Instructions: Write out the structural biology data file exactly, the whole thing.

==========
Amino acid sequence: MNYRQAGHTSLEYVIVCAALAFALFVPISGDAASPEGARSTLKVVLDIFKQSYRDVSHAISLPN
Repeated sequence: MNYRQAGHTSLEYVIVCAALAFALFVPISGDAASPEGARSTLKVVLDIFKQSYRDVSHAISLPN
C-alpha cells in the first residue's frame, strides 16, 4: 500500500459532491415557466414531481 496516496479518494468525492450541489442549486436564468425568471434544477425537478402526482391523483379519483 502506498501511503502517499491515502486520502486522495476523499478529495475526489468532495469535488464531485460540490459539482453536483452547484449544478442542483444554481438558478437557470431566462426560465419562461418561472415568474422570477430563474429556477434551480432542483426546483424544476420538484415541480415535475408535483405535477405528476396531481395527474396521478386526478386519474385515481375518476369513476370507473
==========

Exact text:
Amino acid sequence: MNYRQAGHTSLEYVIVCAALAFALFVPISGDAASPEGARSTLKVVLDIFKQSYRDVSHAISLPN
Repeated sequence: MNYRQAGHTSLEYVIVCAALAFALFVPISGDAASPEGARSTLKVVLDIFKQSYRDVSHAISLPN
C-alpha cells in the first residue's frame, strides 16, 4: 500500500459532491415557466414531481 496516496479518494468525492450541489442549486436564468425568471434544477425537478402526482391523483379519483 502506498501511503502517499491515502486520502486522495476523499478529495475526489468532495469535488464531485460540490459539482453536483452547484449544478442542483444554481438558478437557470431566462426560465419562461418561472415568474422570477430563474429556477434551480432542483426546483424544476420538484415541480415535475408535483405535477405528476396531481395527474396521478386526478386519474385515481375518476369513476370507473